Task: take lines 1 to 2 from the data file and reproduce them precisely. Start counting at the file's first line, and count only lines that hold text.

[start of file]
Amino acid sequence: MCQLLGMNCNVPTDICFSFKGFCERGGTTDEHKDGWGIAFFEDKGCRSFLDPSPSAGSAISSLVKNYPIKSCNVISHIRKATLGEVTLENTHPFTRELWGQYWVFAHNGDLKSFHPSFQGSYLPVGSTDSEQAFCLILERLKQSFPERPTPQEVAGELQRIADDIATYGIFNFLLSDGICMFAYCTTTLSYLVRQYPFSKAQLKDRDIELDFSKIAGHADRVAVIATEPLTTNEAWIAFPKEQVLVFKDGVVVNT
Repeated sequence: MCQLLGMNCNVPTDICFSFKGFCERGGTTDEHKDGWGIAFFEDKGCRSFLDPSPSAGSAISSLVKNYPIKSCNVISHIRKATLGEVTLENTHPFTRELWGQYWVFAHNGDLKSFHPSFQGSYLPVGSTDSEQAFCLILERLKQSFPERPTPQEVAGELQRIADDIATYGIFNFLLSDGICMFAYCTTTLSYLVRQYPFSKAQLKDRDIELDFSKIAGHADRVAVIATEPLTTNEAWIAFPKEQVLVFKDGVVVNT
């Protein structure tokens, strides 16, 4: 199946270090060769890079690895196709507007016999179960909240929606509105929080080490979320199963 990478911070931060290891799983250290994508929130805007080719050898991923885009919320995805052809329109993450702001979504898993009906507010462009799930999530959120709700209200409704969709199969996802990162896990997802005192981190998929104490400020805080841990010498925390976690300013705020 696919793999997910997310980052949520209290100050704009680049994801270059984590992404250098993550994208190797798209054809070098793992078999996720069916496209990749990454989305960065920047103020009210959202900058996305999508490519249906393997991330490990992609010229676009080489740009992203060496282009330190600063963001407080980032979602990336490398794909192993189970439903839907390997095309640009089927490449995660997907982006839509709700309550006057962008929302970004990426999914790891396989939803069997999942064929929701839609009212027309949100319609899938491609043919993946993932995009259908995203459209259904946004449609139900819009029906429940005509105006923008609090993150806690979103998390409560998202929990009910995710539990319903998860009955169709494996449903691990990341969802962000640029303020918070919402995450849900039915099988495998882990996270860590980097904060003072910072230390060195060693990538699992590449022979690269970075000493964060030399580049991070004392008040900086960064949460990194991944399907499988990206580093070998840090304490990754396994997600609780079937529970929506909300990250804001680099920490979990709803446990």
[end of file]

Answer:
Amino acid sequence: MCQLLGMNCNVPTDICFSFKGFCERGGTTDEHKDGWGIAFFEDKGCRSFLDPSPSAGSAISSLVKNYPIKSCNVISHIRKATLGEVTLENTHPFTRELWGQYWVFAHNGDLKSFHPSFQGSYLPVGSTDSEQAFCLILERLKQSFPERPTPQEVAGELQRIADDIATYGIFNFLLSDGICMFAYCTTTLSYLVRQYPFSKAQLKDRDIELDFSKIAGHADRVAVIATEPLTTNEAWIAFPKEQVLVFKDGVVVNT
Repeated sequence: MCQLLGMNCNVPTDICFSFKGFCERGGTTDEHKDGWGIAFFEDKGCRSFLDPSPSAGSAISSLVKNYPIKSCNVISHIRKATLGEVTLENTHPFTRELWGQYWVFAHNGDLKSFHPSFQGSYLPVGSTDSEQAFCLILERLKQSFPERPTPQEVAGELQRIADDIATYGIFNFLLSDGICMFAYCTTTLSYLVRQYPFSKAQLKDRDIELDFSKIAGHADRVAVIATEPLTTNEAWIAFPKEQVLVFKDGVVVNT